Some weeks ago, a law professor at the University of Texas got in trouble for saying that African Americans and Mexicans are at a disadvantage in higher education because they come from cultures that tolerate failure. Jesse Jackson flew to Austin to deliver a fiery speech; students demanded the professor's ouster.
It was all typical of the way we have debated affirmative action for years. Both sides ended up arguing about race and ethnicity; both sides ignored the deeper issue of social inequality. Even now, as affirmative action is finished in California and is being challenged in many other states, nobody is really saying what was wrong with affirmative action: It was unfair to poor whites.
Americans find it hard to talk about what Europeans more easily call the lower class. We find it easier to sneer at the white poor -- the "rednecks," the trailer-park trash. The rural white male is Hollywood's politically correct villain du jour.
We seem much more comfortable worrying about race; it's our most important metaphor for social distinction. We talk about the difference between black and white, not the difference between rich and poor. American writers -- Richard Wright, James Baldwin, Toni Morrison -- are brilliant at describing what it is like to be a racial minority. But America has few writers who describe as well what it is like to be poor. We don't have a writer of the stature of D.H. Lawrence -- the son of an English coal miner -- who grew up embarrassed by his soft hands. At the University of Texas it was easier for the Sicilian-born professor Lino Graglia to notice that the students who dropped out of school were Mexican-American or black than to wonder if they might be poor.
At the same time, the angry students who accused him of racism never bothered to acknowledge the obvious: Poor students DO often come from neighborhoods and from families that tolerate failure, or at least have learned the wisdom of slight expectations. Education is fine, if it works. I meet young people all the time who want to go to college, but Mama needs her oldest son to start working. Better a dollar-and-cents job working at Safeway or McDonald's than a college diploma that might not guarantee a job.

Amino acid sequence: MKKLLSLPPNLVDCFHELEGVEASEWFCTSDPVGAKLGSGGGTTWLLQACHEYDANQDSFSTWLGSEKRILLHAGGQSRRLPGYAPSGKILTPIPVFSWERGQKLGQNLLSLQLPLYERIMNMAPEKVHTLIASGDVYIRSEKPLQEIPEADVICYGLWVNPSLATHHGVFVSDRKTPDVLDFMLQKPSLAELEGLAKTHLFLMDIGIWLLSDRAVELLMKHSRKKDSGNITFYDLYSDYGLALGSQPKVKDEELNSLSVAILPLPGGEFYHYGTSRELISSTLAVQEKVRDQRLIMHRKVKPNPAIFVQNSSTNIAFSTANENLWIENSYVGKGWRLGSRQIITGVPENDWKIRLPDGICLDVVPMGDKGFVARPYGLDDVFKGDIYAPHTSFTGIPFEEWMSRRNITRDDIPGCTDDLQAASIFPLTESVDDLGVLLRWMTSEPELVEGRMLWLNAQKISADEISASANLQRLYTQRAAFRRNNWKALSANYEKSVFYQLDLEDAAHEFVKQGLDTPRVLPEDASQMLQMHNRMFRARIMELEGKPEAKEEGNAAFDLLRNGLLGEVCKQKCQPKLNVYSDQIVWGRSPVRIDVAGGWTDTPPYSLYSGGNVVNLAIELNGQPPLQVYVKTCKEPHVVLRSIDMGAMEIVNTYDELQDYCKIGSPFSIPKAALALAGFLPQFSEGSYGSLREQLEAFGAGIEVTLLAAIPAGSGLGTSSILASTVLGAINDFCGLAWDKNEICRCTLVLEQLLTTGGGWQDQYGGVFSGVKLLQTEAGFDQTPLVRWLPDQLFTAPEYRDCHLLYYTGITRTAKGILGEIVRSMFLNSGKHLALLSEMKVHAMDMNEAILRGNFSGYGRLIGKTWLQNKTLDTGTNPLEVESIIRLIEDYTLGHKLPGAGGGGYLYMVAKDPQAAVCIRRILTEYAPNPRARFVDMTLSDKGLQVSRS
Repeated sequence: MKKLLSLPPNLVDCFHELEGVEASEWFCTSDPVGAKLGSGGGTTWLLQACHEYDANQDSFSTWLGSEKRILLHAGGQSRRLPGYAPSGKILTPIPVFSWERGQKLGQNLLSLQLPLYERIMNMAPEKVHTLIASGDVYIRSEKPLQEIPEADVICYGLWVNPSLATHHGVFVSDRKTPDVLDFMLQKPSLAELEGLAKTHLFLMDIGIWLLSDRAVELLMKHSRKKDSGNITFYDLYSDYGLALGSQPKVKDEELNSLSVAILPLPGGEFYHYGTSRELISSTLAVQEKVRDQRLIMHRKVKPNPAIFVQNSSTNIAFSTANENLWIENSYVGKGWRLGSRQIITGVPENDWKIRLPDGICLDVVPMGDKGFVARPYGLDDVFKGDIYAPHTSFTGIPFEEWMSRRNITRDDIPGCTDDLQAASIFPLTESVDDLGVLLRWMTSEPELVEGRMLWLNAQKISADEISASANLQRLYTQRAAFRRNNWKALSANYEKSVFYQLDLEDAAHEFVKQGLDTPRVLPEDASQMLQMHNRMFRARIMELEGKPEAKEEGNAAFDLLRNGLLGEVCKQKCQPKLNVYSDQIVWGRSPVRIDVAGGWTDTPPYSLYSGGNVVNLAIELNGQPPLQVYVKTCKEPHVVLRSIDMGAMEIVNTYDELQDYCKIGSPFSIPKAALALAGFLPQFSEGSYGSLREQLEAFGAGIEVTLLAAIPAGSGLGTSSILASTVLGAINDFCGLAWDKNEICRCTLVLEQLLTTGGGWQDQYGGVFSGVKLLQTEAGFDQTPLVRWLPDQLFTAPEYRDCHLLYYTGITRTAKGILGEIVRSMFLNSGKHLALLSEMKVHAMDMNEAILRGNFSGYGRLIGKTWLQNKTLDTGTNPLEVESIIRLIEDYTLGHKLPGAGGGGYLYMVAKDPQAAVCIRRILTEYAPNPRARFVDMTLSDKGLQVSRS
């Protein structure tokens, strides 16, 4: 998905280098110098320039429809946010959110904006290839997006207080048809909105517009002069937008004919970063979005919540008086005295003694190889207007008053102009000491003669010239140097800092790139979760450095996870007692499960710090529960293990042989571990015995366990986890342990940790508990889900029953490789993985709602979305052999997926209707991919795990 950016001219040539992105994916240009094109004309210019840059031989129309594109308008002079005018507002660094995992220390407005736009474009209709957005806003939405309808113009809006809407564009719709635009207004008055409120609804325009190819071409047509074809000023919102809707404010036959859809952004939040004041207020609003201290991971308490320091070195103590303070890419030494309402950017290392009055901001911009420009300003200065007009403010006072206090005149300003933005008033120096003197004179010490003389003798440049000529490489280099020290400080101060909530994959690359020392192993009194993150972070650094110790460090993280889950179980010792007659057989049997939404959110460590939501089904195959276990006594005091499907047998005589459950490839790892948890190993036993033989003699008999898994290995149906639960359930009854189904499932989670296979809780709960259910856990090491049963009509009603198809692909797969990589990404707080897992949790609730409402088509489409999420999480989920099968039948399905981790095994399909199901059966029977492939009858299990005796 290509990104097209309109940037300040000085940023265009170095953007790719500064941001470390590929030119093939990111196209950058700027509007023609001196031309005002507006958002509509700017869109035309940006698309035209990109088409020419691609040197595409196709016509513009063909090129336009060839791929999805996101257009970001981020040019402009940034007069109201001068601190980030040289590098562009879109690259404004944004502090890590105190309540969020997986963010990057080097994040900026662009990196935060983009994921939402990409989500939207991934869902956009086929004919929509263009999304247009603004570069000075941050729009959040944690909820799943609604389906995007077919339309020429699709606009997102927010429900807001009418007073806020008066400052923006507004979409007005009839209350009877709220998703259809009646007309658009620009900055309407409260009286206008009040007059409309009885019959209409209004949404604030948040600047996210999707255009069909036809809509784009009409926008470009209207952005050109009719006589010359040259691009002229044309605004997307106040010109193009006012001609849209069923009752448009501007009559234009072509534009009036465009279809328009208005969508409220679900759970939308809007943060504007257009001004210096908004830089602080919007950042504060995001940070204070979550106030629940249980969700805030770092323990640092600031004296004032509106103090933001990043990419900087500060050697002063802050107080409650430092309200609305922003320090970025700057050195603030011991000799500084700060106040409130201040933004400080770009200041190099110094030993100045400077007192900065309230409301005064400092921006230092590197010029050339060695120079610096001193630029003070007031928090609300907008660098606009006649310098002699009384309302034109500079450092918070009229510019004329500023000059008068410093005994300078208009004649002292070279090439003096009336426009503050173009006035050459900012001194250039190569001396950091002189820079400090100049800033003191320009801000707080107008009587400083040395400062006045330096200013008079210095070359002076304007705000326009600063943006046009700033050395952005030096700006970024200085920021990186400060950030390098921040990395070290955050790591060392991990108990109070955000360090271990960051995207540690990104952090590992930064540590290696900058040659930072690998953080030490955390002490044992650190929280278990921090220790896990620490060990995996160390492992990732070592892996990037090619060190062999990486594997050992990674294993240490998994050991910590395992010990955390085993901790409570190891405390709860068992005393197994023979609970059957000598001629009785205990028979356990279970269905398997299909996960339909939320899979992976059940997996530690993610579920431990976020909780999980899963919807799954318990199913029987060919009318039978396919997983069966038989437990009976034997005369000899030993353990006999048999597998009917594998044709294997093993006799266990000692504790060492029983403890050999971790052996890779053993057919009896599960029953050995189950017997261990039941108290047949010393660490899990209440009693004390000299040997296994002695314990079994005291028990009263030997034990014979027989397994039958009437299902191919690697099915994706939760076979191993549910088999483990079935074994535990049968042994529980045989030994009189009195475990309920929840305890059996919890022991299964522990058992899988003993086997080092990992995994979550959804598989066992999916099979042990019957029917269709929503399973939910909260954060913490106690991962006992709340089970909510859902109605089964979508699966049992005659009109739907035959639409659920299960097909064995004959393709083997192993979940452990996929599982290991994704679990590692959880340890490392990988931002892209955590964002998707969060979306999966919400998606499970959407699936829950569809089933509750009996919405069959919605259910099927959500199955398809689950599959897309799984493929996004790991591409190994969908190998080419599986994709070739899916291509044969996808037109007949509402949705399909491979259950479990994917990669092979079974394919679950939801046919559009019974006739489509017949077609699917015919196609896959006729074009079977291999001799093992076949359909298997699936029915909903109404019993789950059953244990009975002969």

Anyone who has taught poor children knows how hard it is to persuade students not to be afraid of success. There is the boy who is mocked by male classmates for speaking good English. There is the girl who comes from a family where women are not assumed to need, or want, education.
We also don't like to admit, though we have argued its merits for 20 years, that the chief beneficiaries of affirmative action -- black, brown, female -- are primarily middle class. It still doesn't occur to many progressives that affirmative action might be unfair to poor whites. That's because poor whites do not constitute an officially recognized minority group. We don't even notice the presence or, more likely, the absence of the poor white on college campuses. Our only acknowledgment of working-class existence is to wear fashionable working-class denim.
A man I know, when he went to Harvard, had only a pair of running shoes to wear and had never owned a tie. He dropped out of Harvard after two years. I suppose some of his teachers imagined it was because he was Hispanic, not that he was dirt poor. The advantage I had, besides my parents, were my Irish nuns -- who themselves had grown up working class. They were free of that middle-class fear (typical today in middle-class teachers) of changing students too much. The nuns understood that education is not an exercise in self-esteem. They understood how much education costs, the price the heart pays.
Every once in a while, I meet middle-class Americans who were once lower class. They come from inner cities and from West Texas trailer parks. They are successful now beyond their dreams, but bewildered by loss, becoming so different from their parents. If only America would hear their stories, we might, at last, acknowledge social class. And we might know how to proceed, now that affirmative action is dead and so many poor kids remain to be educated.